Articles Tagged with Boston attorney

Published on:

After an Employee is injured on the job, their day to day lives are often thrown into a tailspin. As if being injured and unable to work isn’t stressful enough, most employees are left with the burden of figuring out their finances, attending doctor’s appointments, and being buried in paperwork. Often times, employees rely on and trust their adjusters to help them get through this tough period; unfortunately, adjusters and insurance companies are usually more interested in protecting their own interests. During this difficult time, most employees will receive a Form 105, “Agreement to Extend Payment Without Prejudice Period” in the mail. This form will also be accompanied with a letter that indicates that the employee has been “approved” or “could be paid for up to a year” if they sign the form. This letter is meant to mislead the employee and make them feel as if the form is in the employee’s best interest. It’s not.

Signing the Agreement to Extend 180 Day Payment Without Prejudice Period form can have an extremely negative impact on an employee’s claim. At first glance, the form seems harmless and possibly beneficial to the employee; however, by signing this form, the employee is giving up his or her legal rights — and it may allow the insurer to legally terminate benefits. It may also put the employee in a position where they could go months without benefits while waiting for a court date.

In every case, during the first 180 days from the first date of disability, the insurer is allowed to stop payments to the employee without obtaining approval of the Department of Industrial Accidents or the consent of the employee. The insurer is required to give the employee seven days written notice of the termination benefits.

Published on:

Have you been injured at work? Do you believe that your Employer may be at fault for your work injury? Pursuant to M.G.L. c. 152, § 28, if an employee is injured by reason of the serious and willful misconduct of an employer, or of any person regularly entrusted with and exercising the powers of superintendence the amounts of compensation provided shall be doubled. You may be entitled to double your Workers’ Compensation benefits if your employer or supervisor was at fault for your injury.

In Massachusetts, serious and willful misconduct involves conduct of a quasi criminal nature, the intentional doing of something either with the knowledge that it is likely to result in serious injury or with a wanton and reckless disregard of its probable consequences¹” An employer must intentionally do the act, but he also must have reason to know that his actions create an unreasonable risk of bodily harm.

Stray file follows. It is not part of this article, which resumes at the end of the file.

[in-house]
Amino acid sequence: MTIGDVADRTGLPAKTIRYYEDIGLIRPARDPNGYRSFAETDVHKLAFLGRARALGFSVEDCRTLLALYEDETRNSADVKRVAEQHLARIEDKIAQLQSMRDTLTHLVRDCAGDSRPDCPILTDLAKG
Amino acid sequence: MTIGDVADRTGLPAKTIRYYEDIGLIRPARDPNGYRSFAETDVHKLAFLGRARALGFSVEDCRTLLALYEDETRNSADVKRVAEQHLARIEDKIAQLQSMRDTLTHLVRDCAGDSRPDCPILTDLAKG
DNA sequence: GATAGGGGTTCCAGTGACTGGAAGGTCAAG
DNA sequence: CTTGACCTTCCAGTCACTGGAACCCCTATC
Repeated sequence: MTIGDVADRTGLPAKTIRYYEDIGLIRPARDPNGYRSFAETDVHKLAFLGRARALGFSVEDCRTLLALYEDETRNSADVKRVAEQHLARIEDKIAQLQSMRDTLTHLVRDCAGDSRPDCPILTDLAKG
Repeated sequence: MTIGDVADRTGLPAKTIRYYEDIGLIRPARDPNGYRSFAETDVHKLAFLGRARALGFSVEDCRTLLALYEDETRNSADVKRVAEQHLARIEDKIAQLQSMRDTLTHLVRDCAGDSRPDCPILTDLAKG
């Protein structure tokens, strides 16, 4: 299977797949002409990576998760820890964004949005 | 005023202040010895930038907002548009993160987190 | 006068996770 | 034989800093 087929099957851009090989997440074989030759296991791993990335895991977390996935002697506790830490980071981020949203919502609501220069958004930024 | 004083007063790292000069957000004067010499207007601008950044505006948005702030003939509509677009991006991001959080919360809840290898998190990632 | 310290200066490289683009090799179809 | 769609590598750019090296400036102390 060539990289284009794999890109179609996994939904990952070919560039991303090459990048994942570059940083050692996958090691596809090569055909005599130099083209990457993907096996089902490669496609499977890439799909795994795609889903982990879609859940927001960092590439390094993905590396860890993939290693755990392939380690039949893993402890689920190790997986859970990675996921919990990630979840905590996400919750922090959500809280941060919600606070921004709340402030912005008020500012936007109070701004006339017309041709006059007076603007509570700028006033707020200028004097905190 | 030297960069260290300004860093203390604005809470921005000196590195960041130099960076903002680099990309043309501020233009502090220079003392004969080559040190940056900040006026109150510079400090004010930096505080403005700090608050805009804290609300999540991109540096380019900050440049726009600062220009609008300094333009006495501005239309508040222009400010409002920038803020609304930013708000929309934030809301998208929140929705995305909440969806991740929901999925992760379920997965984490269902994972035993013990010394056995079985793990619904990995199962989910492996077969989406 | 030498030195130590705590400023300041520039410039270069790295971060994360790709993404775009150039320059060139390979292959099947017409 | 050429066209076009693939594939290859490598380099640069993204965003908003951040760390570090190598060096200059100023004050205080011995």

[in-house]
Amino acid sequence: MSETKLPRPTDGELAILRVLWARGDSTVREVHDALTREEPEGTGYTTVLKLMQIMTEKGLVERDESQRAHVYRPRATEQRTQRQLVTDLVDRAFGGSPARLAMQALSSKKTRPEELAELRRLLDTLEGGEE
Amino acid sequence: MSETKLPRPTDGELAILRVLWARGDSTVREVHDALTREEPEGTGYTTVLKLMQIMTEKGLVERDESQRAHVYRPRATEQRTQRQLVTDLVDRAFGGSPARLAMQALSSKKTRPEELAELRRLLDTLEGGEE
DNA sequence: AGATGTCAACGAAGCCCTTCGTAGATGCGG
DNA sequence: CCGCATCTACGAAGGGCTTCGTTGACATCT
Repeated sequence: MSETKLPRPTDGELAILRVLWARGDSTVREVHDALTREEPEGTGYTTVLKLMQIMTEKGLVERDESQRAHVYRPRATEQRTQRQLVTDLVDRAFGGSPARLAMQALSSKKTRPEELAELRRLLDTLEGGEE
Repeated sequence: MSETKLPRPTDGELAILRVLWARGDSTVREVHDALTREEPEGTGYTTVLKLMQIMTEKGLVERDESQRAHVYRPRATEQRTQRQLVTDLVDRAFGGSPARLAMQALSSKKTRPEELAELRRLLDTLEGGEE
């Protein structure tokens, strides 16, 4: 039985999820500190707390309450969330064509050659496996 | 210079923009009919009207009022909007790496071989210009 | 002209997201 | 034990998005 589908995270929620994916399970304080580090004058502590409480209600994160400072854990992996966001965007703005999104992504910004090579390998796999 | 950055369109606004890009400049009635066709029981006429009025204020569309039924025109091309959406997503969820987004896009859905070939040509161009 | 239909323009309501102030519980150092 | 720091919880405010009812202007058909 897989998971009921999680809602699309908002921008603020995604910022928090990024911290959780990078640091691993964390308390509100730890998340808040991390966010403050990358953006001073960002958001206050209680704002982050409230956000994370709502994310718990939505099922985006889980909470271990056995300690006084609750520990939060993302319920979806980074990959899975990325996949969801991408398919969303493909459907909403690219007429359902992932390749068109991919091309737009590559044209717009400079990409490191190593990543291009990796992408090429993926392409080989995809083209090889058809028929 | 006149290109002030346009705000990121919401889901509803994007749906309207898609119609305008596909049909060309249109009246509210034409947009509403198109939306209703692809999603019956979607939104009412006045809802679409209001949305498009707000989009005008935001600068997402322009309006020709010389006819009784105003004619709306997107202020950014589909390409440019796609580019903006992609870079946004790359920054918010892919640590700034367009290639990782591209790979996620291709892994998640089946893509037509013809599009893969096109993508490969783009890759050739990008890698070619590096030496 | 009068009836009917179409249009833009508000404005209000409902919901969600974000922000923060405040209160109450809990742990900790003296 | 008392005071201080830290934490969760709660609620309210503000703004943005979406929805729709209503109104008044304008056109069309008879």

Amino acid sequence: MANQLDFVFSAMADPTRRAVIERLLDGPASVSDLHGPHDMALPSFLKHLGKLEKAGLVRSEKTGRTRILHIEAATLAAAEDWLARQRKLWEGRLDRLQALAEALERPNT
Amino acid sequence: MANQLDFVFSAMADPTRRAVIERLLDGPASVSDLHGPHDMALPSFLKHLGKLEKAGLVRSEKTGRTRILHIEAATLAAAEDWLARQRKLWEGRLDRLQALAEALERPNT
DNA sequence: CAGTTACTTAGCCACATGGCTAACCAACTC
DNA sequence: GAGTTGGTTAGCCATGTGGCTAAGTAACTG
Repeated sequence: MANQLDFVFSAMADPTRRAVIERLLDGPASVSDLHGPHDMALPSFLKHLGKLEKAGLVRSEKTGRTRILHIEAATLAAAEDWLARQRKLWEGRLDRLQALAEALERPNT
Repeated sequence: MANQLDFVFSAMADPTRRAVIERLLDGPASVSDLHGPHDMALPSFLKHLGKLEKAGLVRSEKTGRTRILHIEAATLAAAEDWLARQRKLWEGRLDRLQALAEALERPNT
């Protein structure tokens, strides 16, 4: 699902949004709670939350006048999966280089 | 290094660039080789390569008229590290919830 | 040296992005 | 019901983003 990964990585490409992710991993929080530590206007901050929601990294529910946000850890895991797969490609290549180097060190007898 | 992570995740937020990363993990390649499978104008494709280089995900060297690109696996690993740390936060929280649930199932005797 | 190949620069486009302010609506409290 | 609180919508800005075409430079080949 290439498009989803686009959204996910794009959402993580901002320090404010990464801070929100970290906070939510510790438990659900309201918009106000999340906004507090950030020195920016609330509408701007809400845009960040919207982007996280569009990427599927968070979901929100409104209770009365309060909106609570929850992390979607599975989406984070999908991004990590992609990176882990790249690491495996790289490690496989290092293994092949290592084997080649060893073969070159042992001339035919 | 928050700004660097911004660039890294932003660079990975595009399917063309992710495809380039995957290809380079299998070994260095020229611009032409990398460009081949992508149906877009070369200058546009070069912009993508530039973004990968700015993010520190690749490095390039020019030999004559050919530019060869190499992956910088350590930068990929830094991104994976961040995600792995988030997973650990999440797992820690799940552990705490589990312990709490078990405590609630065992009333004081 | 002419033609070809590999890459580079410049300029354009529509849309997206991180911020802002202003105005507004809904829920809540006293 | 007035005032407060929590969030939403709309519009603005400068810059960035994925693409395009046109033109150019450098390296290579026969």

Section 28 generally arises when an Employer or supervisor fails to comply with State mandated, or Federally mandated safety regulations, or when the Employer is aware of a serious risk of injury on the job and fails to take the appropriate measures to correct it, and/or warn of it. For example, in one case, the Massachusetts court found serious and willful misconduct consisted of a crew foreman ordering the employees into a trench without proper shoring precautions, contrary to the instructions of the general foreman, despite the observable conditions at the job site, the readily available shoring material, and the employee’s warnings and requests for shoring². When an Employer knows of potential dangers on a job site, and fails to warn of them or correct them, then the Employer can be held responsible for an Employee’s injury as a result of those conditions under Section 28.

Published on:

Perhaps you voted yes on Question 4 on the state ballot on November 4, 2014 when voters passed a new sick leave law, and perhaps you’re wondering: “What now?”

Starting on July 1, 2015, employees who work at an employer that has 11 or more employees will have 40 hours of unpaid sick time each calendar year. Employees will be able to use sick time and miss work for reasons such as (1) caring for their child, spouse, or parent who has a physical or mental illness, (2) to handle their own illness, (3) to attend a routine medical appointment for themselves or a family member, or (4) to deal with the psychological, physical, or legal effects of domestic violence.

Employees do not receive 40 hours of sick time at the start of each calendar year. Instead, most employees will earn and accrue one hour of sick time for each 30 hours working. If an employer already provides paid sick time to its employees, the new law does not require an employer to provide additional time off so long as the existing policy allows employees to take time off for the same reasons outlined in the new law. When an employee leaves his or her job voluntarily or is fired, unlike accrued vacation time, an employer is not required to compensate an employee for accrued but unused sick leave. Importantly, the new law prohibits employers from retaliating against an employee who uses sick time under the new law or supports a co-worker for doing so. That means an employer cannot fire or demote an employee for using sick time under the new law.